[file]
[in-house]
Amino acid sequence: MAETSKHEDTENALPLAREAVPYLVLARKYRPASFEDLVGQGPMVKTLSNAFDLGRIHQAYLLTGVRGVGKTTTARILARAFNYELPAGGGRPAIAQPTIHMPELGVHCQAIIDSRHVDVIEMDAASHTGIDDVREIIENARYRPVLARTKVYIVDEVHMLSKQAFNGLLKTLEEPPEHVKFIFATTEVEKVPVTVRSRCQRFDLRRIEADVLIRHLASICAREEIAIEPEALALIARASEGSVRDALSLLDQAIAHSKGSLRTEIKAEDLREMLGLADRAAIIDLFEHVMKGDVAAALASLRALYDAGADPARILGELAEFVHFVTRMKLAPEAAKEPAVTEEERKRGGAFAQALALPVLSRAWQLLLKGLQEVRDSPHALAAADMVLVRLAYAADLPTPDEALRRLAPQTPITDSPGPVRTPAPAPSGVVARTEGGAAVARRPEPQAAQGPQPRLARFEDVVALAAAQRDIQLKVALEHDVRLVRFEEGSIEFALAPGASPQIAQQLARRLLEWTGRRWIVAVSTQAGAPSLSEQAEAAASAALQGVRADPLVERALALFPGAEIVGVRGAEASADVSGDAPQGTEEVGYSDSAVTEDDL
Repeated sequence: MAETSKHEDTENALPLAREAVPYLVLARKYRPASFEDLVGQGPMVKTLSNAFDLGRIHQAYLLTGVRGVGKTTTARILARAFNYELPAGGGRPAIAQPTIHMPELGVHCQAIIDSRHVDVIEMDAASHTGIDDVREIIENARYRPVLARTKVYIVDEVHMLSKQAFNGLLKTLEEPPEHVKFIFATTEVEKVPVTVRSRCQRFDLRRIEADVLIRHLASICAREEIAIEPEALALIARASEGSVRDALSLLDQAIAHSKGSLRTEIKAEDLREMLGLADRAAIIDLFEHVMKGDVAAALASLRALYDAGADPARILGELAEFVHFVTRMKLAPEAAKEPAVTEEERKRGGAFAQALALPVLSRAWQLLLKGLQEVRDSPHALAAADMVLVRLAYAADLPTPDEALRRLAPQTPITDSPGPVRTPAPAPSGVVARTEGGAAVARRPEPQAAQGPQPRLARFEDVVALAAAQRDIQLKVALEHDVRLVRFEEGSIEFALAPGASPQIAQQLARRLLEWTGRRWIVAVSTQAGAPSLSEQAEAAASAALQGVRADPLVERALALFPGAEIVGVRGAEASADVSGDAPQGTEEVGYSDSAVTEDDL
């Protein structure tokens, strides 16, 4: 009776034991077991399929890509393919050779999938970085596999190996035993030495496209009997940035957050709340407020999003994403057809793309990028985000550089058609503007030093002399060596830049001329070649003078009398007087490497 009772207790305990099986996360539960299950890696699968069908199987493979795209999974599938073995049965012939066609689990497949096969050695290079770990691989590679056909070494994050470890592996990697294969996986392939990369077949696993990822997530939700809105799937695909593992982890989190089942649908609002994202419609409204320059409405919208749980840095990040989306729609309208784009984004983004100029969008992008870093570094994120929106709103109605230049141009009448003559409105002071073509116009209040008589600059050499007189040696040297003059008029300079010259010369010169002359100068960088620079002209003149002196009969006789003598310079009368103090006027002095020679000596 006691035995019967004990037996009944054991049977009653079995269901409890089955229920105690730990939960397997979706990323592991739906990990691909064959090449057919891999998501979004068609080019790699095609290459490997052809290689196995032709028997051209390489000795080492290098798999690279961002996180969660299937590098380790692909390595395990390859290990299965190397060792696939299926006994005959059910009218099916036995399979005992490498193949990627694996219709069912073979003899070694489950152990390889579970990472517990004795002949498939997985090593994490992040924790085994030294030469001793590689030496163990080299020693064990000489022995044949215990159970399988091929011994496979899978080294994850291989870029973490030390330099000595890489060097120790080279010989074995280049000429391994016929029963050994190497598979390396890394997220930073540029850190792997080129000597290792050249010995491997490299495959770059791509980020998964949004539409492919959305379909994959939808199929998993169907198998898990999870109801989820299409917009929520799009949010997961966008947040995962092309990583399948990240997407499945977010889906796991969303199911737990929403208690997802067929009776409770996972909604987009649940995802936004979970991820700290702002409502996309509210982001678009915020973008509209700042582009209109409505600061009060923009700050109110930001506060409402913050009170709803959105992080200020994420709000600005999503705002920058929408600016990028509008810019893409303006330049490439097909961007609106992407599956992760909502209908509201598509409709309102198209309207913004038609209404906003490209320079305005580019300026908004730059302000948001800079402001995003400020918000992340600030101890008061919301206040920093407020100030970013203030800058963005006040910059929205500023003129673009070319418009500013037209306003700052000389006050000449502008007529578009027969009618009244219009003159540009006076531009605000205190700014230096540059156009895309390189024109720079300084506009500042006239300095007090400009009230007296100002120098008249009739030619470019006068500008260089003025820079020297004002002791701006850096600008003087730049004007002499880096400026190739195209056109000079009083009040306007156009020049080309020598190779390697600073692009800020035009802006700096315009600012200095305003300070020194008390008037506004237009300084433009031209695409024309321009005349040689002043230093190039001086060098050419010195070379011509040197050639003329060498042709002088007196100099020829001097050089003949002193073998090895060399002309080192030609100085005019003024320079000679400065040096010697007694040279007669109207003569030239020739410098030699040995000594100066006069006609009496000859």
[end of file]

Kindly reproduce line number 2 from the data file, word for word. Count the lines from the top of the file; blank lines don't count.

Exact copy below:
Amino acid sequence: MAETSKHEDTENALPLAREAVPYLVLARKYRPASFEDLVGQGPMVKTLSNAFDLGRIHQAYLLTGVRGVGKTTTARILARAFNYELPAGGGRPAIAQPTIHMPELGVHCQAIIDSRHVDVIEMDAASHTGIDDVREIIENARYRPVLARTKVYIVDEVHMLSKQAFNGLLKTLEEPPEHVKFIFATTEVEKVPVTVRSRCQRFDLRRIEADVLIRHLASICAREEIAIEPEALALIARASEGSVRDALSLLDQAIAHSKGSLRTEIKAEDLREMLGLADRAAIIDLFEHVMKGDVAAALASLRALYDAGADPARILGELAEFVHFVTRMKLAPEAAKEPAVTEEERKRGGAFAQALALPVLSRAWQLLLKGLQEVRDSPHALAAADMVLVRLAYAADLPTPDEALRRLAPQTPITDSPGPVRTPAPAPSGVVARTEGGAAVARRPEPQAAQGPQPRLARFEDVVALAAAQRDIQLKVALEHDVRLVRFEEGSIEFALAPGASPQIAQQLARRLLEWTGRRWIVAVSTQAGAPSLSEQAEAAASAALQGVRADPLVERALALFPGAEIVGVRGAEASADVSGDAPQGTEEVGYSDSAVTEDDL